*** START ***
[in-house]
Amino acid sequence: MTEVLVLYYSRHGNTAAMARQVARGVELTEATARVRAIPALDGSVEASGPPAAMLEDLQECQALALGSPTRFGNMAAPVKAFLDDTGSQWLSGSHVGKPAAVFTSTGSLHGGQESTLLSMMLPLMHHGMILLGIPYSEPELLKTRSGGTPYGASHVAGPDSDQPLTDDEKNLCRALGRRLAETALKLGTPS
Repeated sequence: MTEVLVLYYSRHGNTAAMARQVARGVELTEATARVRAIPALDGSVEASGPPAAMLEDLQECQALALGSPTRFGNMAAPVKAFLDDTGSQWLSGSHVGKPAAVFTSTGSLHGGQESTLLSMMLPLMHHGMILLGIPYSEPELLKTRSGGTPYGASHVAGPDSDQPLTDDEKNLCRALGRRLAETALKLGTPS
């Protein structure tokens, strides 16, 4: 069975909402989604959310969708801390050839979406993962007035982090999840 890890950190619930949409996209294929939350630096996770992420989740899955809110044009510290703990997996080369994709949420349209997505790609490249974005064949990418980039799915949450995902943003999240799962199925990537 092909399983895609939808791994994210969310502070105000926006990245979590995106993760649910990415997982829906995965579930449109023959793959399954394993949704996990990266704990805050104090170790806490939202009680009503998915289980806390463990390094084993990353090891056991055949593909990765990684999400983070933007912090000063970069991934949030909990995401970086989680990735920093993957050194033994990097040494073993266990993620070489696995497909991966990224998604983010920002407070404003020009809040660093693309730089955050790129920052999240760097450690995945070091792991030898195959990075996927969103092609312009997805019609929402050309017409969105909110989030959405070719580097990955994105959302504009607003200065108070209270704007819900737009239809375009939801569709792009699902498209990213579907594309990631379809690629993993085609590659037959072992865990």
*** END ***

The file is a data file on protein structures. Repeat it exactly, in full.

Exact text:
[in-house]
Amino acid sequence: MTEVLVLYYSRHGNTAAMARQVARGVELTEATARVRAIPALDGSVEASGPPAAMLEDLQECQALALGSPTRFGNMAAPVKAFLDDTGSQWLSGSHVGKPAAVFTSTGSLHGGQESTLLSMMLPLMHHGMILLGIPYSEPELLKTRSGGTPYGASHVAGPDSDQPLTDDEKNLCRALGRRLAETALKLGTPS
Repeated sequence: MTEVLVLYYSRHGNTAAMARQVARGVELTEATARVRAIPALDGSVEASGPPAAMLEDLQECQALALGSPTRFGNMAAPVKAFLDDTGSQWLSGSHVGKPAAVFTSTGSLHGGQESTLLSMMLPLMHHGMILLGIPYSEPELLKTRSGGTPYGASHVAGPDSDQPLTDDEKNLCRALGRRLAETALKLGTPS
């Protein structure tokens, strides 16, 4: 069975909402989604959310969708801390050839979406993962007035982090999840 890890950190619930949409996209294929939350630096996770992420989740899955809110044009510290703990997996080369994709949420349209997505790609490249974005064949990418980039799915949450995902943003999240799962199925990537 092909399983895609939808791994994210969310502070105000926006990245979590995106993760649910990415997982829906995965579930449109023959793959399954394993949704996990990266704990805050104090170790806490939202009680009503998915289980806390463990390094084993990353090891056991055949593909990765990684999400983070933007912090000063970069991934949030909990995401970086989680990735920093993957050194033994990097040494073993266990993620070489696995497909991966990224998604983010920002407070404003020009809040660093693309730089955050790129920052999240760097450690995945070091792991030898195959990075996927969103092609312009997805019609929402050309017409969105909110989030959405070719580097990955994105959302504009607003200065108070209270704007819900737009239809375009939801569709792009699902498209990213579907594309990631379809690629993993085609590659037959072992865990």